Vauxhall is planning to cut production of its Insignia and Corsa models. The British automotive manufacturer, which is an affiliate of German carmaker Opel, said this was amid various factors including worries that the Brexit vote would hurt its UK sales.

As a result, the company is to reduce working hours at Opel's plants in Eisenach and Ruesselsheim in Germany. About 5,000 employees who are said to be affected have been informed of the move. They have also been told this will lead to a reduction in their pay package.

"The Brexit situation is an issue for everybody who does business in and with the UK at the moment. We already announced last month that there will be an impact on our European financial performance if the value of the pound remains at its current level for the rest of the year," an Opel statement cited by the Telegraph read.

While this decision to cut working hours was taken after Opel's discussion with its works council, the number of hours of production that will be cut every month is yet to be confirmed. A company spokesperson said this would "depend heavily on the sales volume of the Insignia and the Corsa in the UK".

Brexit Impact: Vauxhall to cut production of the Insignia and Corsa models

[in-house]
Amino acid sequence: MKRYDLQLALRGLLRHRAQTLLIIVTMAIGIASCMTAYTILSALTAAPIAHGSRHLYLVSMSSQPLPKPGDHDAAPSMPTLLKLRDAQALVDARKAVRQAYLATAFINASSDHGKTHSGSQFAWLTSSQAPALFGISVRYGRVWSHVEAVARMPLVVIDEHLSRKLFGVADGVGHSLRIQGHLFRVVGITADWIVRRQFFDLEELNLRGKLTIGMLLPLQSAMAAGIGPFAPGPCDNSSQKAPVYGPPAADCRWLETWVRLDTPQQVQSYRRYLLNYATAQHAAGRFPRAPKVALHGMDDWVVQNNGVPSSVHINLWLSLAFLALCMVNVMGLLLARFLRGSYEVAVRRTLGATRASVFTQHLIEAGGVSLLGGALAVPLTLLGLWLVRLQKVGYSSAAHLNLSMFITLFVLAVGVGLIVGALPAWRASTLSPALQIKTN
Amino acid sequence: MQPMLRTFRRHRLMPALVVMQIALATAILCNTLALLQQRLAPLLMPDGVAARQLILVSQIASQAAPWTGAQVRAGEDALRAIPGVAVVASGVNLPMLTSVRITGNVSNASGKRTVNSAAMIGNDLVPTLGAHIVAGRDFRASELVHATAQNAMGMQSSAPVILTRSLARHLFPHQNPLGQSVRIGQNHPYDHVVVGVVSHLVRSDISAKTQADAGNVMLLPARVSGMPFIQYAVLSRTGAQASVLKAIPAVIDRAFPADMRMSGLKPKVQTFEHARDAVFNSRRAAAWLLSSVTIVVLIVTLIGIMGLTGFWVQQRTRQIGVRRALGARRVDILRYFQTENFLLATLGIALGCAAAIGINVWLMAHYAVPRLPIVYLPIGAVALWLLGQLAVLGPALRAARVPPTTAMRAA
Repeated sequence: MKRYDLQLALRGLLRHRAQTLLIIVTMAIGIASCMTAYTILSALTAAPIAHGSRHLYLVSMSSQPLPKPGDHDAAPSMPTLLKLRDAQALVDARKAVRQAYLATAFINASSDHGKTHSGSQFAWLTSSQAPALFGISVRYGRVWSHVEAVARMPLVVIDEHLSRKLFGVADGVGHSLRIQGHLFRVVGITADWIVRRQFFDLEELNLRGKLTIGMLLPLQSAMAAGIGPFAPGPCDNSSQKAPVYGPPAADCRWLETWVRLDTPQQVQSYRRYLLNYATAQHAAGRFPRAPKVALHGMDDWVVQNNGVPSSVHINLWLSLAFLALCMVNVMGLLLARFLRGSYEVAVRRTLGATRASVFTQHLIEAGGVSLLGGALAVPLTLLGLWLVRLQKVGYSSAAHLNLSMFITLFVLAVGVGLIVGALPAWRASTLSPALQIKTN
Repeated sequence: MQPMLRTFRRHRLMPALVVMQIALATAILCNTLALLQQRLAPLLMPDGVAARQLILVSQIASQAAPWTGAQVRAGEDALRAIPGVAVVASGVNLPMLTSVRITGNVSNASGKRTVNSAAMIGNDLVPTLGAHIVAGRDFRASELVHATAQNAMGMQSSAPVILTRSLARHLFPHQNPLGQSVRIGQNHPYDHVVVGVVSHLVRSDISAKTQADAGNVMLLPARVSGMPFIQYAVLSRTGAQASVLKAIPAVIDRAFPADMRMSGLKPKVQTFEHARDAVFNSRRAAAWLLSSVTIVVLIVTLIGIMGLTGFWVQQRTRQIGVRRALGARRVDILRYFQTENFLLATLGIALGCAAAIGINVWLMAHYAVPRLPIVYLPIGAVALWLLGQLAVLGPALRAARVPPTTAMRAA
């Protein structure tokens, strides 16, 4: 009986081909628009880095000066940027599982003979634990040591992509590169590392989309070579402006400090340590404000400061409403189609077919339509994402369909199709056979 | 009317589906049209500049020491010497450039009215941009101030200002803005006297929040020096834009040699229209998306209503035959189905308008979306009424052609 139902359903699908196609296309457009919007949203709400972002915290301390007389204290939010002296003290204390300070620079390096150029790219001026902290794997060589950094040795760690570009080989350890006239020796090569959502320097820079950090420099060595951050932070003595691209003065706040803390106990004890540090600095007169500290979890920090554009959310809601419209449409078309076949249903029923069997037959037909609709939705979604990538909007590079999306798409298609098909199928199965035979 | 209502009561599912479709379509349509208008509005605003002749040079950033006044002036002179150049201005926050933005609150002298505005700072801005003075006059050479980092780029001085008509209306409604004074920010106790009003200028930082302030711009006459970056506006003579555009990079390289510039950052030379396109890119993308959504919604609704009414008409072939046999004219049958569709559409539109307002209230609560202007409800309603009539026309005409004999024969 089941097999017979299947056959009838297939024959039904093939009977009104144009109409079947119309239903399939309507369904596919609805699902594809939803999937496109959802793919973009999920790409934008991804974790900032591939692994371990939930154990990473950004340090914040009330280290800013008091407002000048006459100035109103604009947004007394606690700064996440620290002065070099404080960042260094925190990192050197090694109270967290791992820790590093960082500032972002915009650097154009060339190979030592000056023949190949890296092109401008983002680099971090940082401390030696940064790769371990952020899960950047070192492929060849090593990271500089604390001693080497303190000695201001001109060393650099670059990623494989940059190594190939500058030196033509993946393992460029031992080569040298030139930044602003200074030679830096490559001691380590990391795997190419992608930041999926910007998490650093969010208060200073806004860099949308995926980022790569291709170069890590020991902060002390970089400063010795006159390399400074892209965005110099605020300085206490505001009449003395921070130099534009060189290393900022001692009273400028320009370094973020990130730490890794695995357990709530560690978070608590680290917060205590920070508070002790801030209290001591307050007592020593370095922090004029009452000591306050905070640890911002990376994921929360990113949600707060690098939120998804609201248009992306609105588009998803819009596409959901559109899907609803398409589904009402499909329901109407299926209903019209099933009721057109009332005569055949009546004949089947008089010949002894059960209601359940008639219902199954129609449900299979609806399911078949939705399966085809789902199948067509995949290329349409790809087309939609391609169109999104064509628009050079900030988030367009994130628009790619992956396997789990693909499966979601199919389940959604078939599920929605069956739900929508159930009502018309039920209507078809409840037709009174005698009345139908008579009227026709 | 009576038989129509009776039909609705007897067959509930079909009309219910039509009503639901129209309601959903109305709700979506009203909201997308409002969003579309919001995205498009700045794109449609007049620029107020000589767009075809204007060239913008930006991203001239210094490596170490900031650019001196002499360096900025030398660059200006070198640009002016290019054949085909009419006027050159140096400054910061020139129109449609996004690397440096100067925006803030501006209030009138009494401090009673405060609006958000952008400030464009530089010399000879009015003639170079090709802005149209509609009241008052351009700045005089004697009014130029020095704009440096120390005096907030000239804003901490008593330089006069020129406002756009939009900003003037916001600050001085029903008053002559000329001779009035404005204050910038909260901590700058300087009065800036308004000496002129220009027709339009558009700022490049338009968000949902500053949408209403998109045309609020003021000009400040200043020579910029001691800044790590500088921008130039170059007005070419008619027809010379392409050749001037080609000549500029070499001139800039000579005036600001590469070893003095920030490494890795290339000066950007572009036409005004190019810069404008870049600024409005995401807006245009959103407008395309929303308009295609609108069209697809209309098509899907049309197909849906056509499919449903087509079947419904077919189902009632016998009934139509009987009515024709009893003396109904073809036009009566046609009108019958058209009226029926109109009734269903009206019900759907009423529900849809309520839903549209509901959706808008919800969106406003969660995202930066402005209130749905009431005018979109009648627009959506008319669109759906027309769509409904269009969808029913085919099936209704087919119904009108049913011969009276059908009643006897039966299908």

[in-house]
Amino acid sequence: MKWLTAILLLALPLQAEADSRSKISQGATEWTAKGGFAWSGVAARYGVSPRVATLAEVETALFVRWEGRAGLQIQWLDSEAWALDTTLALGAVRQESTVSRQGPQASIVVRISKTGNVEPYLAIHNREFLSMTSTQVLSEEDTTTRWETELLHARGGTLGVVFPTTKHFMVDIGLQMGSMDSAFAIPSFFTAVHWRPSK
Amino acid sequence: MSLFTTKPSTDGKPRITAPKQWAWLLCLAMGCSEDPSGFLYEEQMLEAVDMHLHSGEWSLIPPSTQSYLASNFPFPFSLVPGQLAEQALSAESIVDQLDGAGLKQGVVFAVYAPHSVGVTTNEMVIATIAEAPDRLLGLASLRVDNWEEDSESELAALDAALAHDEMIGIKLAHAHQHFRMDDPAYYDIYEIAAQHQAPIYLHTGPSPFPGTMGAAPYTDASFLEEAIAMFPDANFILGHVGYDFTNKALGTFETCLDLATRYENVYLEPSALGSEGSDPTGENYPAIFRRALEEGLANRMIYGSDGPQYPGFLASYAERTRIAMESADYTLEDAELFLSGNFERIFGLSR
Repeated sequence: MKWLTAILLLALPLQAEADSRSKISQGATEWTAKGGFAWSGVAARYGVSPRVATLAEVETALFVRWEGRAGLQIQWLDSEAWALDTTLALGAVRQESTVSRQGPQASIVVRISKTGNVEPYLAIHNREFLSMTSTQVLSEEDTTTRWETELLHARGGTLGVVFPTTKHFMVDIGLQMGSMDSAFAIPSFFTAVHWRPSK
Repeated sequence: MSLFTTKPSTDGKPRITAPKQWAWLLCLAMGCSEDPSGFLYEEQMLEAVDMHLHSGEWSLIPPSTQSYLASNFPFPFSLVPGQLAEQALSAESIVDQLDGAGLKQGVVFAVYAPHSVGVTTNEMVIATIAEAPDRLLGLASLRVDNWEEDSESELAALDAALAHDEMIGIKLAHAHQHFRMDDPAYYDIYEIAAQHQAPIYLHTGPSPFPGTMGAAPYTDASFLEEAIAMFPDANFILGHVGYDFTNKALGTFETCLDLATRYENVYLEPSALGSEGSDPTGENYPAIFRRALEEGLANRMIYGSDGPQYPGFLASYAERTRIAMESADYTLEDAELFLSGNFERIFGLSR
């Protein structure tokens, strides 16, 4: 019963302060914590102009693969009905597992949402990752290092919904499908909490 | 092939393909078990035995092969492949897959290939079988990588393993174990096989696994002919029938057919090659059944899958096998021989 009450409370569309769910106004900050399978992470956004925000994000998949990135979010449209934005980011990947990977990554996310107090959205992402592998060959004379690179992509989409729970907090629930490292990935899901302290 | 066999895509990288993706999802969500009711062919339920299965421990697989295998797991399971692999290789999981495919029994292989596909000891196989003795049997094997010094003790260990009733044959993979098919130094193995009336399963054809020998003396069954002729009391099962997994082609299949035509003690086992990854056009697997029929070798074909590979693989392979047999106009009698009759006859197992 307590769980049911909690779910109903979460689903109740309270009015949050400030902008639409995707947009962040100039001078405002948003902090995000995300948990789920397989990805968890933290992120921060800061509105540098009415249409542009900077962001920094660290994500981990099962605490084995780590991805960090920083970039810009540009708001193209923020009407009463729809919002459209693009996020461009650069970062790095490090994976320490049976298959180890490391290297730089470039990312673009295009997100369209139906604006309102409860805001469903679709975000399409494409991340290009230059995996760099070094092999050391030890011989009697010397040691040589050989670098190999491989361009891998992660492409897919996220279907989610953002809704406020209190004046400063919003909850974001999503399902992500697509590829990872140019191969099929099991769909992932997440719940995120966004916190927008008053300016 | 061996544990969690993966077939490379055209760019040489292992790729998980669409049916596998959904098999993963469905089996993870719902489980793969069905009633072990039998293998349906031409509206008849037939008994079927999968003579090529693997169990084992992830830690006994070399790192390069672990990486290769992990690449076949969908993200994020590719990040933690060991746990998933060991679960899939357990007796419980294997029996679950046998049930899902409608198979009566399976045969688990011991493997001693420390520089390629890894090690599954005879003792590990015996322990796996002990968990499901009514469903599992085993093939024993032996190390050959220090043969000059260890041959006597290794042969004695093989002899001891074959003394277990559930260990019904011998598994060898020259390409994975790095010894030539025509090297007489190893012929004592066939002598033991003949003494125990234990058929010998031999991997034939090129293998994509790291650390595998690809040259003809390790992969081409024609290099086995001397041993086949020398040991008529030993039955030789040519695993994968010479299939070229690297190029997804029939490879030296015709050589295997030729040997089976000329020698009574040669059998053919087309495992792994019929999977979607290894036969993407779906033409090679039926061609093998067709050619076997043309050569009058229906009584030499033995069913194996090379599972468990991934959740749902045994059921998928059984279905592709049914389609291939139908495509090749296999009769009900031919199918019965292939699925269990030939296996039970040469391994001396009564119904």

Parent company GM had estimated in July that Brexit will have a $400m negative impact on Opel this year Reuters

A Vauxhall UK spokesman said apart from Brexit, there were other reasons for the company to have taken this decision. He said one among them was the usual slowdown in car sales that UK witnesses every year at around this time of the year because of the registration plate change in September.

Another reason was that both these models have been in the market for some time, he added. While the Corsa is about two years old, the current Insignia model is nearing its end, with an updated version due in 2016. The spokesman said demand for these models had reduced because buyers were awaiting the new models or versions.

Opel, which is owned by American carmaker General Motors, currently has the maximum sales of its Vauxhall-branded vehicles in the UK as compared to any other European country. At GM's July interim results, Chuck Stevens, chief financial officer of GM had estimated Brexit would have a $400m (£306m) negative impact on Opel this year.